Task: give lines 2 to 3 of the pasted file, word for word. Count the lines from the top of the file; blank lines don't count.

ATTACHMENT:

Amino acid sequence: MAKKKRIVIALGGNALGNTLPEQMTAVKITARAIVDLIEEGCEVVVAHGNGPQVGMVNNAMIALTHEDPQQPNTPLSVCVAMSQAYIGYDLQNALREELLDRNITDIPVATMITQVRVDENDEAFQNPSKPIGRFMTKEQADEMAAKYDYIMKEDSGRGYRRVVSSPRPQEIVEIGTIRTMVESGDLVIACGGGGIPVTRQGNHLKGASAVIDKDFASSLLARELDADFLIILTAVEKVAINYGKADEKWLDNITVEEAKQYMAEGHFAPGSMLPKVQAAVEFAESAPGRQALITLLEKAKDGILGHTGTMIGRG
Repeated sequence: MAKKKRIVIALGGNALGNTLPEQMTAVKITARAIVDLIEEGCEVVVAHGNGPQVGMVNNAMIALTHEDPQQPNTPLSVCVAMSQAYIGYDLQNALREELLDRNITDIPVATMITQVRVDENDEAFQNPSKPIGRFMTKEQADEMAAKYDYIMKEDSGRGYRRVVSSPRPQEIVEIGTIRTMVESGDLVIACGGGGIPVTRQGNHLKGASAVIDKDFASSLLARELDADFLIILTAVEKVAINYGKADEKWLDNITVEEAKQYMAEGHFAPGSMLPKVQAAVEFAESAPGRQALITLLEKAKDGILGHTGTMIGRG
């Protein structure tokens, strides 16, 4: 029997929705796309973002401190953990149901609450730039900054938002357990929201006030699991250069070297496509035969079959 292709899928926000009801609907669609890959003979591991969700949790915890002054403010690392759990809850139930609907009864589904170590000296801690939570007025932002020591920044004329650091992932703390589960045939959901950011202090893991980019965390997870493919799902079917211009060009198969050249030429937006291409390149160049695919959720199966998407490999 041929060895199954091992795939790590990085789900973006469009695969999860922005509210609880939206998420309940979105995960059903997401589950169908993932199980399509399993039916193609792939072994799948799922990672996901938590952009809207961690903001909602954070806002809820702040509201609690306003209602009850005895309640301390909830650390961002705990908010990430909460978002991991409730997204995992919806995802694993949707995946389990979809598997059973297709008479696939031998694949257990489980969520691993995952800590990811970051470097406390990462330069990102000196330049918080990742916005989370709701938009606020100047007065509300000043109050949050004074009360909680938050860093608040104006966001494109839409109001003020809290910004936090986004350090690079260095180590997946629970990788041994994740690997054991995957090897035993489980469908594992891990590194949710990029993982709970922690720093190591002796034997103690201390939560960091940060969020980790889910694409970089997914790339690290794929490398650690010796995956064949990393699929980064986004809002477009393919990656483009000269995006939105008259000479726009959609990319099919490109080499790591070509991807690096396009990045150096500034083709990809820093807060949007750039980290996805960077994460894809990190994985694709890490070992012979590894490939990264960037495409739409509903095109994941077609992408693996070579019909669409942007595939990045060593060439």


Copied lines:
Repeated sequence: MAKKKRIVIALGGNALGNTLPEQMTAVKITARAIVDLIEEGCEVVVAHGNGPQVGMVNNAMIALTHEDPQQPNTPLSVCVAMSQAYIGYDLQNALREELLDRNITDIPVATMITQVRVDENDEAFQNPSKPIGRFMTKEQADEMAAKYDYIMKEDSGRGYRRVVSSPRPQEIVEIGTIRTMVESGDLVIACGGGGIPVTRQGNHLKGASAVIDKDFASSLLARELDADFLIILTAVEKVAINYGKADEKWLDNITVEEAKQYMAEGHFAPGSMLPKVQAAVEFAESAPGRQALITLLEKAKDGILGHTGTMIGRG
């Protein structure tokens, strides 16, 4: 029997929705796309973002401190953990149901609450730039900054938002357990929201006030699991250069070297496509035969079959 292709899928926000009801609907669609890959003979591991969700949790915890002054403010690392759990809850139930609907009864589904170590000296801690939570007025932002020591920044004329650091992932703390589960045939959901950011202090893991980019965390997870493919799902079917211009060009198969050249030429937006291409390149160049695919959720199966998407490999 041929060895199954091992795939790590990085789900973006469009695969999860922005509210609880939206998420309940979105995960059903997401589950169908993932199980399509399993039916193609792939072994799948799922990672996901938590952009809207961690903001909602954070806002809820702040509201609690306003209602009850005895309640301390909830650390961002705990908010990430909460978002991991409730997204995992919806995802694993949707995946389990979809598997059973297709008479696939031998694949257990489980969520691993995952800590990811970051470097406390990462330069990102000196330049918080990742916005989370709701938009606020100047007065509300000043109050949050004074009360909680938050860093608040104006966001494109839409109001003020809290910004936090986004350090690079260095180590997946629970990788041994994740690997054991995957090897035993489980469908594992891990590194949710990029993982709970922690720093190591002796034997103690201390939560960091940060969020980790889910694409970089997914790339690290794929490398650690010796995956064949990393699929980064986004809002477009393919990656483009000269995006939105008259000479726009959609990319099919490109080499790591070509991807690096396009990045150096500034083709990809820093807060949007750039980290996805960077994460894809990190994985694709890490070992012979590894490939990264960037495409739409509903095109994941077609992408693996070579019909669409942007595939990045060593060439």